Just as blowing up a bubble leads to a pop, so can shrinking it. Rapidly collapsing bubbles have long been known to reach astonishing temperatures.
Now scientists have measured just how hot. And they're surprised.
"When bubbles in a liquid get compressed, the insides get hot - very hot," said Ken Suslick of the University of Illinois at Urbana-Champaign. "The temperature we measured - about 20,000 degrees Kelvin [35,540 Fahrenheit] - is four times hotter than the surface of our Sun."
The bubbles are driven to form and collapse in a process called sonoluminescence, in which a liquid is blasted with high-frequency sound waves between 20 and 40 kilohertz (the highest pitch that humans can hear is about 20 kilohertz).
Inside a collapsing bubble, the temperature rises precipitously. Atoms and molecules collide with high-energy particles to create a fourth state of matter, called plasma. The process emits light.
But the heating is so brief and localized that it cannot be measured directly with a thermometer.
The emitted light, however, can be analyzed to determine the temperature of the imploding gas. Previous measurements of multiple-bubble sonoluminescence have found temperatures of 5,000 Kelvin, or 8,500 degrees Fahrenheit.
Suslick and his graduate student David Flannigan were able to measure the temperature of single bubbles, which are not disturbed by neighboring ones. The light from these isolated bubbles is bright enough to be seen by the naked eye.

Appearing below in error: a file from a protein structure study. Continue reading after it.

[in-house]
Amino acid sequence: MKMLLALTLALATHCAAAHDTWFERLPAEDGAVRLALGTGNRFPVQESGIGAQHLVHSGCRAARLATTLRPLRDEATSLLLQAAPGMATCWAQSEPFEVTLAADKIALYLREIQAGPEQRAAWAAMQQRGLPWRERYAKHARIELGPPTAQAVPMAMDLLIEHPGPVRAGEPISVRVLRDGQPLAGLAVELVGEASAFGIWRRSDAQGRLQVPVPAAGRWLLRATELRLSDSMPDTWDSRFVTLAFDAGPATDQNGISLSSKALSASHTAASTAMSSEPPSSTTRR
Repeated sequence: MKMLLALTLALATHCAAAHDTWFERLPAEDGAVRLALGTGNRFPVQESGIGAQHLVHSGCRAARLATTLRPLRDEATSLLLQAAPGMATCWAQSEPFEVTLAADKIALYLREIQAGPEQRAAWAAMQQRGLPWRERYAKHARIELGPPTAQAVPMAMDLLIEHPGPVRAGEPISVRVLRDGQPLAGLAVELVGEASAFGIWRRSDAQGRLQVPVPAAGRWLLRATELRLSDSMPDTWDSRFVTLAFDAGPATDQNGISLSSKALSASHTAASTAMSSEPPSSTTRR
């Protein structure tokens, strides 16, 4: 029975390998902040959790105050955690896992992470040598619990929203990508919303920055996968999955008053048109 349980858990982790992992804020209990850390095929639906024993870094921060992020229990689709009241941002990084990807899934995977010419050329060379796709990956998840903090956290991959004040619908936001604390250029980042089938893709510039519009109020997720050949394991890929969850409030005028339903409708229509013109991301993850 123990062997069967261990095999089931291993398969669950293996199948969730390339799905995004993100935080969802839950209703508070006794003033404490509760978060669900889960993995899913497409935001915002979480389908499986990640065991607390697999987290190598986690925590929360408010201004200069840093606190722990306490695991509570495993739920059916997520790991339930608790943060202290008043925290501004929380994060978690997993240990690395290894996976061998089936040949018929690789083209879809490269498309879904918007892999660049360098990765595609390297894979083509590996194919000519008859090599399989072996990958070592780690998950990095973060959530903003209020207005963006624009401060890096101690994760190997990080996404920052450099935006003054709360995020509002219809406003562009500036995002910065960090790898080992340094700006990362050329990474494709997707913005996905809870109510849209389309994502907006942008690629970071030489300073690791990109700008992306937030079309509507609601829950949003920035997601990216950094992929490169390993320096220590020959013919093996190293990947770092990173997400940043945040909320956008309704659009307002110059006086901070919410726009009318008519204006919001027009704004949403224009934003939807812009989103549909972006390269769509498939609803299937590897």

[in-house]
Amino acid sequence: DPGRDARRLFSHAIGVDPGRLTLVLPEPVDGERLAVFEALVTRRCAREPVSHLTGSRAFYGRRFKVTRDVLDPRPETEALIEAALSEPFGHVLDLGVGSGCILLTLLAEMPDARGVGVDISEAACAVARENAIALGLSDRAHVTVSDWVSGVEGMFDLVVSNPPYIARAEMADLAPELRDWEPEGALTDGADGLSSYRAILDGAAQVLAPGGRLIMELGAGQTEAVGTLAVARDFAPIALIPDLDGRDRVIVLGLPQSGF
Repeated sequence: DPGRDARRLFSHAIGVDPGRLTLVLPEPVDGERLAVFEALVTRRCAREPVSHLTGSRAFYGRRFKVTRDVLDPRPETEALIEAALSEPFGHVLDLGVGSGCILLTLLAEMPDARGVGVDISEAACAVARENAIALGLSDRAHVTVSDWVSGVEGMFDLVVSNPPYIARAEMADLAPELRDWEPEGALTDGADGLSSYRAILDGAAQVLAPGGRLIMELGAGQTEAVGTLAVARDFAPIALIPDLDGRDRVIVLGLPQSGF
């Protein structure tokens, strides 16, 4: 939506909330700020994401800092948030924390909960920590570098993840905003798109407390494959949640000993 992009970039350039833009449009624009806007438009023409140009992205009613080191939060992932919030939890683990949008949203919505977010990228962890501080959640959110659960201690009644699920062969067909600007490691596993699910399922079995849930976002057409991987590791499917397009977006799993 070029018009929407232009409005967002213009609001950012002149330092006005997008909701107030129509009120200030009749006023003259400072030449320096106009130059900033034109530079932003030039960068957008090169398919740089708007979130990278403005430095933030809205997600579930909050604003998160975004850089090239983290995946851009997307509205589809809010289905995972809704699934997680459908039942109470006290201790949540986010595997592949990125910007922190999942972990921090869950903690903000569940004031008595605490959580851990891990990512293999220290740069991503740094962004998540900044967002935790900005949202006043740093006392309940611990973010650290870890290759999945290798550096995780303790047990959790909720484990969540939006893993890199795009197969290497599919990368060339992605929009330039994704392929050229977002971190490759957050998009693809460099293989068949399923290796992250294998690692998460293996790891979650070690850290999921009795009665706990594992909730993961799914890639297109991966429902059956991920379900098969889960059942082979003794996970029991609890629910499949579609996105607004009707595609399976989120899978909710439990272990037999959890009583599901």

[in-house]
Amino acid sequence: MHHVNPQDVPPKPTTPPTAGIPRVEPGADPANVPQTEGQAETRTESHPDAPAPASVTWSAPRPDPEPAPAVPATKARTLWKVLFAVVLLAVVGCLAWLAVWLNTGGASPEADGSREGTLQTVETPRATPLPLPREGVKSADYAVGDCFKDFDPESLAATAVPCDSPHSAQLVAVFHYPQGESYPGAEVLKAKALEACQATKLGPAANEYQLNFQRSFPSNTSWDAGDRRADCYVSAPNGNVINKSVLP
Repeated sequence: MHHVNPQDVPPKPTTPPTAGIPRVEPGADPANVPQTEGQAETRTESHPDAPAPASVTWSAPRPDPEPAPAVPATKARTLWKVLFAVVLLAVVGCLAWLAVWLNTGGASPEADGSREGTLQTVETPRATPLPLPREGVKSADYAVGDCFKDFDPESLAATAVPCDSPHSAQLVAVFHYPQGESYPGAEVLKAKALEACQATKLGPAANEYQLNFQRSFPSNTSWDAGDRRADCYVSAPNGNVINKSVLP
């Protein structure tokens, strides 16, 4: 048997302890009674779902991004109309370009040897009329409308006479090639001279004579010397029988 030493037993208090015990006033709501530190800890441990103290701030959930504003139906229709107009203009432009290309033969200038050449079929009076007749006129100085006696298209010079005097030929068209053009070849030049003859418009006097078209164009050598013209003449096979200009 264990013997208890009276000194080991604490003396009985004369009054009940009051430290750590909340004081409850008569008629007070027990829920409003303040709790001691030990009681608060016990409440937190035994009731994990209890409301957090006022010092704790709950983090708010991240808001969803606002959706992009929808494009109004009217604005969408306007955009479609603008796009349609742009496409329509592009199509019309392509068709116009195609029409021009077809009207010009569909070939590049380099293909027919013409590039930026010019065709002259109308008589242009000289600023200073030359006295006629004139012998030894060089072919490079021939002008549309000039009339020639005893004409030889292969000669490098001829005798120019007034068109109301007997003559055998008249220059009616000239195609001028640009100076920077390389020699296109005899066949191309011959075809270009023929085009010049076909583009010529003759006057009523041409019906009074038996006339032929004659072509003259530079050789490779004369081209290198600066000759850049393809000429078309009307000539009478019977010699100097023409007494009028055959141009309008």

The high temperatures, measured by Suslick and Flannigan, were partly expected from theory, but solid evidence has been lacking, said Detlef Lohse from the University of Twente, The Netherlands.
The new experiments "are a milestone in single-bubble sonoluminescence, as they constitute the first direct measurement of the temperature and the state of matter in a single bubble at collapse," said Lohse, who was not involved in the work.
The light that is seen is coming from the outer surface of the rapidly shrinking bubble. Inside this surface, the temperature is believed to be even higher. Some have predicted that in these extreme conditions nuclear fusion might occur, but no conclusive evidence has yet been found.
The recent results are reported in the March 3 issue of the journal Nature.
States of Matter
The state of normal matter depends on temperature, which regulates how fast molecules move and therefore how far apart they are. Plasma, a superhot gas, is an entirely different animal, being electrically charged and very expansive.
Plasma is sometimes called a fourth state of matter (in addition to solid, liquid, gas). It's created when gas is superheated and electrons are stripped out, leaving electrically charged particles.
Plasma occurs naturally in interstellar space and in the atmospheres of our Sun and other stars. Scientists also create plasma in labs in order to study emissions from the violent regions around black holes. A fluorescent lamp is an example of a highly contained plasma.
LiveScience graphic, Robert Roy Britt